Our assignment this week for our Sandman reading was to read the issue “Passengers”.
Here’s my idea for the spoilers that happen in collections we have not yet cracked: please rot13 them. That’s a simple encryption that will allow the folks who want to avoid spoilers to avoid them and allow the people who want to argue them to argue them.
We good? We good! Everybody who has done the reading, see you after the cut!
The last of the Sam Kieth comics opens just outside of Arkham Asylum. For those of you who aren’t hip to the DC Universe, Arkham is the Asylum for the Criminally Insane in Gotham City… that is, the Asylum where most of Batman’s bad guys tend to end up. The first panel tells us that we’re going to be listening to the theme song of Alfred Hitchcock Presents: “Funeral March of a Marionette”
From the television comes the words “Good Evening, Fellow Tourists… I think this proves in some ways that the airplane can never replace the train.” Doing some googling tells me that Alfred Hitchcock was giving this monologue from some train tracks that he had been tied to. “Don’t Interrupt” is the name of the episode. The IMDB tells us that the plot summary for that episode is: “Radio warns of a mental patient escaped from a hospital into a severe New Mexico blizzard. At the rail-stop near the sanitarium, a huge, old cowboy boards the train & calms a rattled family with tall tales of the West, as the besieged train grinds to a halt. Totally entranced is the family’s young boy, dressed as a gunslinger. Is the patient the old cowpoke?”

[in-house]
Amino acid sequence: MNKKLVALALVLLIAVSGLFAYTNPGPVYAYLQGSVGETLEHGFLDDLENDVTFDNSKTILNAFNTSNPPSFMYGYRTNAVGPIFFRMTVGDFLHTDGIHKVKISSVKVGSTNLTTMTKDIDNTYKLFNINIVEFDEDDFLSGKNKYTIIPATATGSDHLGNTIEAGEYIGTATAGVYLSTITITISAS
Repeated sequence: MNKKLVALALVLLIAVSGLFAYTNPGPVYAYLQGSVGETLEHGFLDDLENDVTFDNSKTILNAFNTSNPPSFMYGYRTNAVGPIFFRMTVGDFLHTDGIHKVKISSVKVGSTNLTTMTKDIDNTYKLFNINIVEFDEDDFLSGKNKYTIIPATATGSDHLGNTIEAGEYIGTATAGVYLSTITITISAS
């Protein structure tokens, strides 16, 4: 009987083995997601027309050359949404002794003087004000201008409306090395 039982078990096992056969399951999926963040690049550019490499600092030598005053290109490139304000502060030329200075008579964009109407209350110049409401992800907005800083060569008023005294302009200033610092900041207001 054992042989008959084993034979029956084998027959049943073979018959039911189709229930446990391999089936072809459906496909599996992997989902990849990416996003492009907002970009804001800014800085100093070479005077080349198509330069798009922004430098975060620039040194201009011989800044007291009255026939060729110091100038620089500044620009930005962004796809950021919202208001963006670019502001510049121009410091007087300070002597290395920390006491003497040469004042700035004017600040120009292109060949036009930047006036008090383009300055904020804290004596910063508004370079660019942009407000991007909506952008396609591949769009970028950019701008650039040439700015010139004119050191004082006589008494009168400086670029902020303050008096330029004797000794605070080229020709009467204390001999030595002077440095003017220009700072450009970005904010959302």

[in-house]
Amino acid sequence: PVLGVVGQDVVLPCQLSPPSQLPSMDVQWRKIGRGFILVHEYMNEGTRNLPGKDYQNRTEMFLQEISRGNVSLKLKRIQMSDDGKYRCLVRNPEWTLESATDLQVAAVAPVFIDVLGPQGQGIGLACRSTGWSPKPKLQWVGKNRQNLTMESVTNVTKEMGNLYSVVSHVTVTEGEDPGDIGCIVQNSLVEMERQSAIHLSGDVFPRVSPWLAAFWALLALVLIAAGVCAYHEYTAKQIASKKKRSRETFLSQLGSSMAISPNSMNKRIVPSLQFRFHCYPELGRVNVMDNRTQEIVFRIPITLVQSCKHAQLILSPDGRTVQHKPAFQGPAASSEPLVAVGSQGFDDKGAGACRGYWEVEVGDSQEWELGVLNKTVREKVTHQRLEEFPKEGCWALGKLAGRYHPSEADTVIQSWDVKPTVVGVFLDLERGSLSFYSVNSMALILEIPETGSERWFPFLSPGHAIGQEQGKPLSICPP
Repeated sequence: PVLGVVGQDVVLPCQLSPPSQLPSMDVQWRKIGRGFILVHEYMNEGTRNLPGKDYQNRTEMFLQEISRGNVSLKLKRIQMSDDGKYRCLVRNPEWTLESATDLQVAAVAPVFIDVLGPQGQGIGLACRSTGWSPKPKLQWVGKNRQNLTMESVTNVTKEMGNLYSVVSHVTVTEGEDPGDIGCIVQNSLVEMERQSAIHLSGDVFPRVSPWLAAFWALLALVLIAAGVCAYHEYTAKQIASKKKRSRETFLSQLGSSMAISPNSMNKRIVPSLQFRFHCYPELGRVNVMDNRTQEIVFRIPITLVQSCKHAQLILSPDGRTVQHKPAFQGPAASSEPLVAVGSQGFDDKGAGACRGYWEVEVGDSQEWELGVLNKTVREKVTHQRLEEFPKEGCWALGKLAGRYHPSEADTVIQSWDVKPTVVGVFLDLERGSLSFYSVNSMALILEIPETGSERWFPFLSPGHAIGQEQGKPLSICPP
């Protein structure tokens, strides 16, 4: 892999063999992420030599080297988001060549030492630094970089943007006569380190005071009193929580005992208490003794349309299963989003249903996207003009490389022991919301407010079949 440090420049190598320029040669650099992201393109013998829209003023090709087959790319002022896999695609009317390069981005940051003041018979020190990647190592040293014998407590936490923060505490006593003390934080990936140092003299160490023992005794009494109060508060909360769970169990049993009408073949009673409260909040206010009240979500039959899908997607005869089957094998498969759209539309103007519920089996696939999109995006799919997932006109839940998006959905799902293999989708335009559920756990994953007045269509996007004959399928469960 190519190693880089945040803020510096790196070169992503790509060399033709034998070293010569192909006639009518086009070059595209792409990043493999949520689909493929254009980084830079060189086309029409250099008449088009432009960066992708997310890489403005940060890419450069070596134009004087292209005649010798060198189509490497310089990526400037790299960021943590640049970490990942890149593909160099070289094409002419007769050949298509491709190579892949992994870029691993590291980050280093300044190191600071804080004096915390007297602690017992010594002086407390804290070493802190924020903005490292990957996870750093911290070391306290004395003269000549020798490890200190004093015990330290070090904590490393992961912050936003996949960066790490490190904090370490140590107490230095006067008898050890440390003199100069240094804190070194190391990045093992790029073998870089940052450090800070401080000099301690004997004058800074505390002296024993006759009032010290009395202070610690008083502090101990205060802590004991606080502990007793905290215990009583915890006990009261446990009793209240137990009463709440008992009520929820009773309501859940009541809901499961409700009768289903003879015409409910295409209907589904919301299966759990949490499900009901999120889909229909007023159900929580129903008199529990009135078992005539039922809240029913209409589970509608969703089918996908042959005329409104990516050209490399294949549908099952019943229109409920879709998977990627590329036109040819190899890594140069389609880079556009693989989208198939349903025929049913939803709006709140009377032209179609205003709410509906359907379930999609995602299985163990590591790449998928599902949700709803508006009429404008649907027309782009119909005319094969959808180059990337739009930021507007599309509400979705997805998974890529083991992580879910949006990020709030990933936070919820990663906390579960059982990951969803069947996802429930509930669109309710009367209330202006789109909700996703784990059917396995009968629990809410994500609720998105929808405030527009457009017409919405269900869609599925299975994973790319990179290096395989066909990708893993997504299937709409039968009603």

As this is going on, we see Doctor Destiny in the process of escaping.
Now, you may be interested to know that Doctor Destiny was, traditionally, a bad guy who fought against the Justice League, like, back in the 1960’s. He had a “materioptikon” (a “dream stone”) that he used to fight them. Well, this is too rich a vein to not tap… and so we see Doctor Destiny explain to The Scarecrow that he wants to get his “mat-er-i-op-ti-kon” back and take over the world with it. (Of course, this ruby is the third of Dream’s items that he needs back in order to regain his full power.)
The scene with the Scarecrow pretty much establishes two things: the first is that Dream is doing his thing in the DC Universe and not some offshoot “Earth-D” kinda place. The second is that we’re in one of the stories where normal people (like the guards at Arkham) get killed… just in time to see Doctor Destiny hijack a lady driving a car.
Our next interlude is that we find ourselves in a nightmare being experienced by Scott Free (Mister Miracle) in which we see his adolescence on Apokolips and find that he doesn’t know what his real name is… he wakes up and Dream is there and, in response to being asked “who are you?”, rubs it in: “You want a name, ‘Scott Free’?”
Cut to Doctor Destiny having a conversation with Rosemary in which he is unfailingly polite and apologizes for scaring her, we watch her learn that Doctor D has escaped from Arkham and we see her give the Doc a coat of her husband’s.
Dream and Mister Miracle are talking about the various trophies collected from the various villians defeated in the past. Was it in this trophy room or that one? If it was in that one, it was destroyed… who would know? Who was part of the Justice League the last time Doctor D was defeated? Who would know where the ruby is? Scott snaps his fingers as he remembers who would know…